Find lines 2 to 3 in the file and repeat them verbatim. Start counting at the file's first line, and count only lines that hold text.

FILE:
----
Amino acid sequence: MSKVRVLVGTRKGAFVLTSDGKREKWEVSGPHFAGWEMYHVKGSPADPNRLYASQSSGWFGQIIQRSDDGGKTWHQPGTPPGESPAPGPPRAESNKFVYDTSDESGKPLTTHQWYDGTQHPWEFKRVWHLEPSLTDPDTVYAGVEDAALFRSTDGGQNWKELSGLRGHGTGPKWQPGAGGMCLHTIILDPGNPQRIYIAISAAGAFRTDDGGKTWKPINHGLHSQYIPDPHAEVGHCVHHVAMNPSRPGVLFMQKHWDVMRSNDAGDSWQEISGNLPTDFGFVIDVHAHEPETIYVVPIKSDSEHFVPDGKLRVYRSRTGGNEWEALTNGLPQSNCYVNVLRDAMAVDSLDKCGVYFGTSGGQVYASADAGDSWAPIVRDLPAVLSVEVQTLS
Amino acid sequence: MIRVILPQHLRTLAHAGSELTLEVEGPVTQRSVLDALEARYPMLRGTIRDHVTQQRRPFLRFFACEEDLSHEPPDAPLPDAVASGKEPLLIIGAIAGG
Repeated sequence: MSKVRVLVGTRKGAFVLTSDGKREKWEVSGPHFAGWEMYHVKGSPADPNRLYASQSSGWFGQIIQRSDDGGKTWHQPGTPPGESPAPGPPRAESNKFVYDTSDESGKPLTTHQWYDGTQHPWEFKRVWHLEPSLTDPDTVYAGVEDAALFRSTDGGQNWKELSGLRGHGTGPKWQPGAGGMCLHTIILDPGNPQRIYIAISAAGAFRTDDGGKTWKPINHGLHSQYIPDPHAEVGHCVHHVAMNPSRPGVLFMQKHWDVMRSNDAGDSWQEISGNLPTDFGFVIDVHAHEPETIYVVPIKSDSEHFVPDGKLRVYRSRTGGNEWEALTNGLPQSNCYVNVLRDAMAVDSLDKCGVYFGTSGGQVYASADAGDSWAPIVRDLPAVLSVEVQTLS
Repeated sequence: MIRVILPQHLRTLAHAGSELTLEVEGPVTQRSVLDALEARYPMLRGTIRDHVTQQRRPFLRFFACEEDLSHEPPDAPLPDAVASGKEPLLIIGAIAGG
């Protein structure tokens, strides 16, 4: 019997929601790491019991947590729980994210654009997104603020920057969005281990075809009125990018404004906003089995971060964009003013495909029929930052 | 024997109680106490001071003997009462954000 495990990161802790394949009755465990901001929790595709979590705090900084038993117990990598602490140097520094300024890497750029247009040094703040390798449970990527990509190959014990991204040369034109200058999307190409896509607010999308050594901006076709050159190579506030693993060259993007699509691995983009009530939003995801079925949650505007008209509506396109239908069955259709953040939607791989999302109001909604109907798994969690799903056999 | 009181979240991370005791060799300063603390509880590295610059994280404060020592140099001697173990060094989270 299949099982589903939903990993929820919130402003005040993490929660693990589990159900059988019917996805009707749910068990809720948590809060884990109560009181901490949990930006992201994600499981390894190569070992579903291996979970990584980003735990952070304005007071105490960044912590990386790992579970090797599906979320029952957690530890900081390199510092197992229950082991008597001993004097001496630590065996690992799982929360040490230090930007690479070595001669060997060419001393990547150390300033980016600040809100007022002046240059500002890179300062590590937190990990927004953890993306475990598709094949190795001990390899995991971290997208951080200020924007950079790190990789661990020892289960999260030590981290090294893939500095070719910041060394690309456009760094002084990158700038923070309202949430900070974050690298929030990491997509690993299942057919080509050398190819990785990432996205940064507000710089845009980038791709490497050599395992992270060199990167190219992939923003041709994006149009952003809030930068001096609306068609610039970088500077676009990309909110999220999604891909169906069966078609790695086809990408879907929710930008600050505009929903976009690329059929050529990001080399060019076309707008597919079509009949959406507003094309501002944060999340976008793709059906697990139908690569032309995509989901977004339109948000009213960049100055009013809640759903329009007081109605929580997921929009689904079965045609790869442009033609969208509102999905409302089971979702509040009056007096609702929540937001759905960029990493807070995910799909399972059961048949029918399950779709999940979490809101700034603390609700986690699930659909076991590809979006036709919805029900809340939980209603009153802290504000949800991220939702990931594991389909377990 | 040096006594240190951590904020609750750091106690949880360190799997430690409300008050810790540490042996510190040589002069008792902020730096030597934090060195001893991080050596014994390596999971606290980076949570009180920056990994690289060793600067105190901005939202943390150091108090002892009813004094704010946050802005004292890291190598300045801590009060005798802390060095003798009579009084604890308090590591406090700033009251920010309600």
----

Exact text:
Amino acid sequence: MIRVILPQHLRTLAHAGSELTLEVEGPVTQRSVLDALEARYPMLRGTIRDHVTQQRRPFLRFFACEEDLSHEPPDAPLPDAVASGKEPLLIIGAIAGG
Repeated sequence: MSKVRVLVGTRKGAFVLTSDGKREKWEVSGPHFAGWEMYHVKGSPADPNRLYASQSSGWFGQIIQRSDDGGKTWHQPGTPPGESPAPGPPRAESNKFVYDTSDESGKPLTTHQWYDGTQHPWEFKRVWHLEPSLTDPDTVYAGVEDAALFRSTDGGQNWKELSGLRGHGTGPKWQPGAGGMCLHTIILDPGNPQRIYIAISAAGAFRTDDGGKTWKPINHGLHSQYIPDPHAEVGHCVHHVAMNPSRPGVLFMQKHWDVMRSNDAGDSWQEISGNLPTDFGFVIDVHAHEPETIYVVPIKSDSEHFVPDGKLRVYRSRTGGNEWEALTNGLPQSNCYVNVLRDAMAVDSLDKCGVYFGTSGGQVYASADAGDSWAPIVRDLPAVLSVEVQTLS